Safety Advice During Extreme Winter Weather

Safety Advice During Extreme Winter Weather

The weather has changed outside, we are being hit with gales, snow, storms and downpours. Stay safe with this no-nonsense advice.

Here’s your quick-glance checklist for common hazards during this period of wild weather.

Gale Force Winds

Pay attention to weather reports at this time of year. Listen to the radio in your car or kitchen, or bookmark a reliable website and check daily. Look out for weather warnings (yellow or red). If your running route is due to be hit by high winds, make a judgement call. Is it likely to be unsafe, due to falling or flying debris? Or – less serious, but no less damaging to your training progress – is the wind going to be so bad that it will be difficult to run in? We’re all for resistance training, but gale force winds aren’t quite what we mean!

Consider this: choosing a running route away from tall trees, staying closer to home (run loops if necessary), teaming up to run in a pair or group, or heading inside for the treadmill.

Countryside Hazards

Women who run in rural, countryside areas have very different hazards to cope with at this time of year. Bad weather can mean bolting horses (with and without riders), escaped livestock including cows and sheep, and overturned farm machinery.

Consider this: sheep are likely to run away from you, so keep going but try not to startle them. If you’re faced with rams or cows, stop, keep still and let them pass. For horses (with or without riders), keep still and out of the way until they’ve passed. If you are near a farm or house, report the livestock or loose horse. Once home, call the relevant authorities so the farmer and rider can be located.

Torrential Rain

Nobody wants to be a fair weather runner, but sometimes rain is so torrential that it makes running counterproductive. If you’re heading out on a very short run, a Winter downpour might not affect you much. But if you have a long run planned, you’ll soon have sodden trainers which could lead to blisters which take days to heal.

Consider this: look for a break in the rain, if the morning or afternoon looks dry, switch your training times around. Wear as much waterproof clothing as possible. Have two pairs of trainers, so you can wear another pair whilst these ones dry.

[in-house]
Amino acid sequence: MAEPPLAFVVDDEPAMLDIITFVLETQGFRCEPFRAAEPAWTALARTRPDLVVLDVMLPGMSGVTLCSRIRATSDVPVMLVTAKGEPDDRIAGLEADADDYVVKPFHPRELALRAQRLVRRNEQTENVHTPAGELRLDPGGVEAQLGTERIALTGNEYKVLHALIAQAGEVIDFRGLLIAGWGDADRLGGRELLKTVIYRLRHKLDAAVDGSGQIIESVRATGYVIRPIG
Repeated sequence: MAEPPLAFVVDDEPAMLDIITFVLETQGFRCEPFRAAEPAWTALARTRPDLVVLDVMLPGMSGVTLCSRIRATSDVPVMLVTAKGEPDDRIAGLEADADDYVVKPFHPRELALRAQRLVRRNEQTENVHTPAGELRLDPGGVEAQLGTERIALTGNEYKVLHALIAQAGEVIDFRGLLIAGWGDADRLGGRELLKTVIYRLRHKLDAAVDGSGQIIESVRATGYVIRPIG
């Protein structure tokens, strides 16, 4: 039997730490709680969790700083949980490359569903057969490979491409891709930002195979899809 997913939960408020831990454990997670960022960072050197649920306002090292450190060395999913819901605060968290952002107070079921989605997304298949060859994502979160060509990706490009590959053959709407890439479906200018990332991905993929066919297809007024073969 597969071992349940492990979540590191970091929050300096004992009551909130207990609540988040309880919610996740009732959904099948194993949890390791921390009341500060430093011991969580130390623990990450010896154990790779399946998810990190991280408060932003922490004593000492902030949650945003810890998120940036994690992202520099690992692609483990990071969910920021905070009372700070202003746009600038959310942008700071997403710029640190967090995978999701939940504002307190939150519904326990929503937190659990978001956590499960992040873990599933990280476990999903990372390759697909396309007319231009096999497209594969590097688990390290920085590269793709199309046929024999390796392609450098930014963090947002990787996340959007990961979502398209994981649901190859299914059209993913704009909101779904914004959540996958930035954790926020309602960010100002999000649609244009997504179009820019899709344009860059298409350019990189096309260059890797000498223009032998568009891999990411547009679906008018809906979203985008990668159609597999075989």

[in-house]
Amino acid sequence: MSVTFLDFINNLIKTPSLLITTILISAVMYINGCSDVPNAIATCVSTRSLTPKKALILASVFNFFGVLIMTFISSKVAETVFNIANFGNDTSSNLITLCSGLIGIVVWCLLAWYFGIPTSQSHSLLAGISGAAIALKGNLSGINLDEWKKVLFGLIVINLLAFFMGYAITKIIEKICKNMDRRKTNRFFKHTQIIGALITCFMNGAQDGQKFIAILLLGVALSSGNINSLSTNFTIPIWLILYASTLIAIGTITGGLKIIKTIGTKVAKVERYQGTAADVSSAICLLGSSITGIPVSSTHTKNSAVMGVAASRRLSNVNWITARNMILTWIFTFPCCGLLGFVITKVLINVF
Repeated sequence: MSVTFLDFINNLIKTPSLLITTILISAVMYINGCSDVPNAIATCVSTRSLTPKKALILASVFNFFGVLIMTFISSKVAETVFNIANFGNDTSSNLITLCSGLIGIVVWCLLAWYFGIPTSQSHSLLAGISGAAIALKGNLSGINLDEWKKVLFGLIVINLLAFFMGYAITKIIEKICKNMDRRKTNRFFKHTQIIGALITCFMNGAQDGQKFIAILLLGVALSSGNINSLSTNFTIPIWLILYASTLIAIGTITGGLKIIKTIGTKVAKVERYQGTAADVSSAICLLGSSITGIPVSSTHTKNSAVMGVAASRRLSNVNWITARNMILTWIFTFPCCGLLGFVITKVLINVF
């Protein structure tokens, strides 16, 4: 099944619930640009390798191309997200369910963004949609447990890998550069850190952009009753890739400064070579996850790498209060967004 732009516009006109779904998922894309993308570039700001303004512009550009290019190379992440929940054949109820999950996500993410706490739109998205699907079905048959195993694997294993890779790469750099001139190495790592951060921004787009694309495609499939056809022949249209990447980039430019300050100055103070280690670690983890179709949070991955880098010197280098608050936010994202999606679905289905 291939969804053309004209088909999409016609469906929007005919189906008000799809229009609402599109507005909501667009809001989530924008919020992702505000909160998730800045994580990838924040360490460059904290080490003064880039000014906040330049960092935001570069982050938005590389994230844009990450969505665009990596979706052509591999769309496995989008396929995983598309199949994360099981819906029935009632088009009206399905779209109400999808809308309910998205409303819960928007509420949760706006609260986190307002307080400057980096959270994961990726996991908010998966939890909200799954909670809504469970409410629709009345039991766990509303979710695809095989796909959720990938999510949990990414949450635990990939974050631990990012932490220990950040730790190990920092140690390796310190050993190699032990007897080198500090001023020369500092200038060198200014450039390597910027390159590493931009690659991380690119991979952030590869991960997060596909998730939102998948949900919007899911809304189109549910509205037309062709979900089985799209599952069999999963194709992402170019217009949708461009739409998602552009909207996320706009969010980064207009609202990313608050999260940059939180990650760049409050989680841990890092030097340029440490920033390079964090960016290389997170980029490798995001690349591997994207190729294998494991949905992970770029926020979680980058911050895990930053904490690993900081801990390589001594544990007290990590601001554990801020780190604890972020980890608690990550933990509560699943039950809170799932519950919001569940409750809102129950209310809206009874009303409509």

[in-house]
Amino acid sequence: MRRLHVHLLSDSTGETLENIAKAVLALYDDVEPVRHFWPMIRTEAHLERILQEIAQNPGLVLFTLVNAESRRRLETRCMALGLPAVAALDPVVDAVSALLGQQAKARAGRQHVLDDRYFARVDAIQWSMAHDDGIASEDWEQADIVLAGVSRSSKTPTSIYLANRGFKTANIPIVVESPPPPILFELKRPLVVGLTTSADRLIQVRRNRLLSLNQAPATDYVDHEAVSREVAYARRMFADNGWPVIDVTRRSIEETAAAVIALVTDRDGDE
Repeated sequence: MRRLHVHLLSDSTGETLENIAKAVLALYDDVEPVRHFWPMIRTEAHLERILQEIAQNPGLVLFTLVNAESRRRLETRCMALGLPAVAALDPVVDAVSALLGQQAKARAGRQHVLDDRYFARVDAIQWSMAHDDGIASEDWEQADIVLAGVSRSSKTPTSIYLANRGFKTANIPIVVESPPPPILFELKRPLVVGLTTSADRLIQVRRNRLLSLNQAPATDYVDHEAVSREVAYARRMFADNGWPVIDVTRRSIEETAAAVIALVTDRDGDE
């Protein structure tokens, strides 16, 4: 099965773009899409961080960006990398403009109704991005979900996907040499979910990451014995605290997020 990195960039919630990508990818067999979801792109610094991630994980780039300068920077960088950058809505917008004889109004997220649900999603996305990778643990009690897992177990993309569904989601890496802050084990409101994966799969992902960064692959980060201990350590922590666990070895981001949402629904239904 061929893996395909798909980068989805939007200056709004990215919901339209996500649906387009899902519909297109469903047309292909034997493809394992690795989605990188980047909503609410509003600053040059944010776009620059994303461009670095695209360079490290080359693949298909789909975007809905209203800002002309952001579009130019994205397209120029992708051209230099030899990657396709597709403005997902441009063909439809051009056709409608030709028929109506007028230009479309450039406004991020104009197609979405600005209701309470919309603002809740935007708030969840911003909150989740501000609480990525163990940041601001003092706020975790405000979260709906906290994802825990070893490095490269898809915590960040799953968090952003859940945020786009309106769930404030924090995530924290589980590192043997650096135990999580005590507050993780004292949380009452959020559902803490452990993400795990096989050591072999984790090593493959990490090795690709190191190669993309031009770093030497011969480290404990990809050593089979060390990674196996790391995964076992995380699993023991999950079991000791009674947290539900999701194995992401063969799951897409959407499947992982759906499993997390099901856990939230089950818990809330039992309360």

Surface Water/Flooding

Heavy flash rainfall can leave roads, paths and pavements flooded with surface water the next day. Running through surface water is annoying at best, and dangerous at worst. You can’t see what’s underfoot and run a higher risk of running into a pothole, landing awkwardly, or slipping.

Consider this: if overnight rainfall has left your running route underwater, head inside to do a treadmill workout, or leave it a day to see if the water drains away and dries up. If you must head out, avoid routes you don’t know well, as you won’t be able to see what’s underfoot.

Unexpected Ice

Icy conditions can strike even without prior warning from weather reporters. Look out for changes in appearance and feel of pavements, roads and running tracks.

Consider this: ice doesn’t have to be thick and white. A slightly glittery look to the pavement or track is usually enough to warn us of a slippery surface. And remember that surfaces can turn icy very quickly, particularly when it’s dark, sub-zero and windy.

Debris, Hazards And Fallen Trees

High winds can leave urban running routes cluttered with roof tiles, wheelie bins, tree branches, rubbish and other dangerous debris. You might not know about this hazard until you’re face to face with it.

Consider this: know your local routes, and avoid areas with older properties, tall trees or anything else which is likely to have suffered in high winds. Run during daylight so you have a good chance of spotting potential hazards. If you see anything, move it to the side of the pavement (if it’s safe to do so) and report major obstructions to the relevant authority (don’t assume someone else has already done so).


This one little word can create hell for female runners. Wet weather, sodden running kit and cold temperatures can lead to painful chafing after even the shortest of runs.

Consider this: make sure your running kit fits well, is seamless, and doesn’t have stiff, rough edges from age. If you do have chafing, shower gently and apply a healing cream (one that’s not oily or greasy), then let the area breathe.

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